OPINION;Rational, non-emotional approach is vital for Japan-China dialogue: Akashi

October 10, 2011

Japan and China should continue dialogue with a rational and non-emotional attitude to resolve complicated bilateral problems, including territorial ones, in good faith, counseled former U.N. Undersecretary General Yasushi Akashi. Akashi, currently chairman of the International House of Japan Inc., also emphasized the ever-growing importance of private-sector dialogue to supplement the inadequate government-to-government diplomacy.

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Akashi made these remarks during a recent interview by Genron NPO Representative Yasushi Kudo in summing up the outcomes of the 7th Beijing-Tokyo Forum, an annual meeting, which was held Aug. 21 and 22 in Beijing under the joint sponsorship of Genron NPO and China's state-run English-language daily newspaper, the China Daily. Akashi, a member of Genron NPO's Advisory Board, served as chief of the organizing committee for the 7th Beijing-Tokyo Forum.

The annual workshop has been held jointly by the two organizations every year since 2005, when Japan-China relations were at a critically low ebb. At this year's forum, about 100 high-caliber opinion leaders -- politicians, government officials, business executives, academicians and journalists -- from both countries attended. The two-day workshop drew an audience of about 1,000 people.

Akashi recalled that the Japan-China territorial row resurfaced over the arrest of a Chinese fishing boat captain after a Sept. 7, 2010, collision between his trawler and pursuing Japan Coast Guard patrol boats in Japanese territorial waters near the Japan-administered Senkaku Islands in the East China Sea, which China claims and calls the Diaoyu Islands. The latest row developed immediately after the 6th Tokyo-Beijing Forum, held in Tokyo.

According to Akashi's observations, the worsening Japan-China relations showed signs of improvement in the wake of the March 11 Great East Japan Earthquake. "Chinese public sentiment turned increasingly sympathetic toward Japan over the massive loss of life and damage caused by the megaquake and tsunami," Akashi said, adding that the Chinese people were also impressed by the Japanese people's presence of mind and resilience at the time of the national emergency.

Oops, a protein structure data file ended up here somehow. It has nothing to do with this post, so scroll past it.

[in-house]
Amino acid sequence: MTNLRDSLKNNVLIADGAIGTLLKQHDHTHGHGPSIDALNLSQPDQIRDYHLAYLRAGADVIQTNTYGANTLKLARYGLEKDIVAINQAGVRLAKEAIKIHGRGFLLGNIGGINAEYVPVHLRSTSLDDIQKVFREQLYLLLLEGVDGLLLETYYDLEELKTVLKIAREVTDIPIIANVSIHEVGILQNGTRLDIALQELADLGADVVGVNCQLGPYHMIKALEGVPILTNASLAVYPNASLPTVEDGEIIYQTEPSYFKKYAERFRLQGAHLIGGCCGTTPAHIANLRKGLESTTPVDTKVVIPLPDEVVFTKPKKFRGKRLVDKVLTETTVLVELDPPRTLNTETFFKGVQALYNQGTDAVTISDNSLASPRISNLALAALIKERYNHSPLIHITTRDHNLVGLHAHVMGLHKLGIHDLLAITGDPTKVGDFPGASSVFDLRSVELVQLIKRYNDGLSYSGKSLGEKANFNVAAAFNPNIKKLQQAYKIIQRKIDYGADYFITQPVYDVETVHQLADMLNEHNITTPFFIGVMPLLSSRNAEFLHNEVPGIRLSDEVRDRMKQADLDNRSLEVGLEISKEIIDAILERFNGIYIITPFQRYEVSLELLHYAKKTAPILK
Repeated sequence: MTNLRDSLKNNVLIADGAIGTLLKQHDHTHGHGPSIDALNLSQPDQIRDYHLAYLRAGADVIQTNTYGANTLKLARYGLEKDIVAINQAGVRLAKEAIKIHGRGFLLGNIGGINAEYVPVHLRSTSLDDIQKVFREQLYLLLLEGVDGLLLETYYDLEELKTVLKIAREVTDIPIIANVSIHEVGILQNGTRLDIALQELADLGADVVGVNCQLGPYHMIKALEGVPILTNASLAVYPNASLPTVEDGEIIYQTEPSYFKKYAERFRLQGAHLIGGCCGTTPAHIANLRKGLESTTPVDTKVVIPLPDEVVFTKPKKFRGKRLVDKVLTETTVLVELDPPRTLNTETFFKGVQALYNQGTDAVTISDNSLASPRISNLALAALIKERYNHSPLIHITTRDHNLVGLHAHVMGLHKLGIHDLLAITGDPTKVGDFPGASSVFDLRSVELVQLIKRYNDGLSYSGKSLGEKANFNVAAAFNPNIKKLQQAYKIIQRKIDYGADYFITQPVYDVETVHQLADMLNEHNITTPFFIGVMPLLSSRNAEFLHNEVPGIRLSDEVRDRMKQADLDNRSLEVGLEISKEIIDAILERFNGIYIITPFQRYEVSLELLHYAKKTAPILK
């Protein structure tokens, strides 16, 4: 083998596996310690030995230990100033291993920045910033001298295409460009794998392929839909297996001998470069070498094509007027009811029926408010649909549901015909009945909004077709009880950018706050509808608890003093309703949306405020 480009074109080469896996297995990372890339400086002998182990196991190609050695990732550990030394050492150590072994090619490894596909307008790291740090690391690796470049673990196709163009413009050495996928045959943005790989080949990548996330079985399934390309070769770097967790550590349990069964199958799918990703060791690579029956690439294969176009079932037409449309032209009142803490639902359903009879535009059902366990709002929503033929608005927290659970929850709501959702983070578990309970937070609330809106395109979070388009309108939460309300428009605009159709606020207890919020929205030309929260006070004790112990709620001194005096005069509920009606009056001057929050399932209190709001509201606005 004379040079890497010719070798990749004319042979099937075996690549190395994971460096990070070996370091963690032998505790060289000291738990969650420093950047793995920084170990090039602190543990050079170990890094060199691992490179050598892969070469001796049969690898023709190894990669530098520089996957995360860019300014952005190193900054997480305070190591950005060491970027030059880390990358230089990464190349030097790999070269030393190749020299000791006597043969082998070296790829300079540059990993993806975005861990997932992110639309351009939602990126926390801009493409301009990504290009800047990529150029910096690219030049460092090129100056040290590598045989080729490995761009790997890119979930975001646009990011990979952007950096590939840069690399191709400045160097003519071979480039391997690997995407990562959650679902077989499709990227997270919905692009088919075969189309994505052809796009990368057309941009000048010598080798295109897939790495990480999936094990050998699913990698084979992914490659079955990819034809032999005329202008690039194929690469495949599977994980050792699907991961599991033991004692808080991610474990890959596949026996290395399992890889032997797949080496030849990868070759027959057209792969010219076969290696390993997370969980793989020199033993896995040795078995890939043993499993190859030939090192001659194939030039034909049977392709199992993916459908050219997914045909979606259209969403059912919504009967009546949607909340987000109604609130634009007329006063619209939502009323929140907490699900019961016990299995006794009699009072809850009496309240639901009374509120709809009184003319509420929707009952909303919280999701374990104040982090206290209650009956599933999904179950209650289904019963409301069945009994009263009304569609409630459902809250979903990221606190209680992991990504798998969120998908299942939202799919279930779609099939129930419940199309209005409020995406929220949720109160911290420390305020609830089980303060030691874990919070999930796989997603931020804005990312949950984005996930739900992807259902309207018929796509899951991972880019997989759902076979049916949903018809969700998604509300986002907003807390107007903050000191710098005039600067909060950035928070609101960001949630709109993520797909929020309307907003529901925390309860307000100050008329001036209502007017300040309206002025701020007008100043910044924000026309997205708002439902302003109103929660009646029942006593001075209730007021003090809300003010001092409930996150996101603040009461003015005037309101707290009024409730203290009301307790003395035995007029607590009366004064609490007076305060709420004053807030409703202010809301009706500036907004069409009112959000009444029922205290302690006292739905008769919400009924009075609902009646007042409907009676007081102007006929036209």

"As the two geopolitical and neighboring powers in East Asia, relations between Japan and China are destined to embrace delicate and difficult elements. At the same time, the two countries are aware of their destiny to act in concert as members of the Asian community," Akashi observed.

"Our challenge is how to expand the positive side of our relations from realistic perspectives," he added. It is not easy for Japan, and probably for many other countries, to deal with China, which is emerging as a political, economic and military superpower in this part of the world, according to Akashi, but it is foolish and futile for both countries to brandish the sword of nationalism.

"I know it is not an easy task for Japan and China to deal with each other in a reasonable, non-emotional and objective manner. But we must do this so as never to repeat the past folly of walking the path to war," he stressed.

Asked about the role of private-sector dialogue, like the Tokyo-Beijing Forum, in improving bilateral ties, Akashi said that private diplomacy and governmental diplomacy are mutually complementary. "I firmly believe that private diplomacy could assume a large role of complementing and reinforcing governmental diplomacy," he said.

In this context, the Tokyo-Beijing Forum is unique in that Genron NPO, a non-profit organization, has been promoting dialogue with China, and politicians of ruling and opposition camps are participating in their private capacities, Akashi said.

"Private diplomacy is not new in the West and it is finally occurring in Asia. We should pursue private diplomacy between Japan and China, and among Japan, China and South Korea, or sometimes involve India and Southeast Asian nations as well," Akashi said.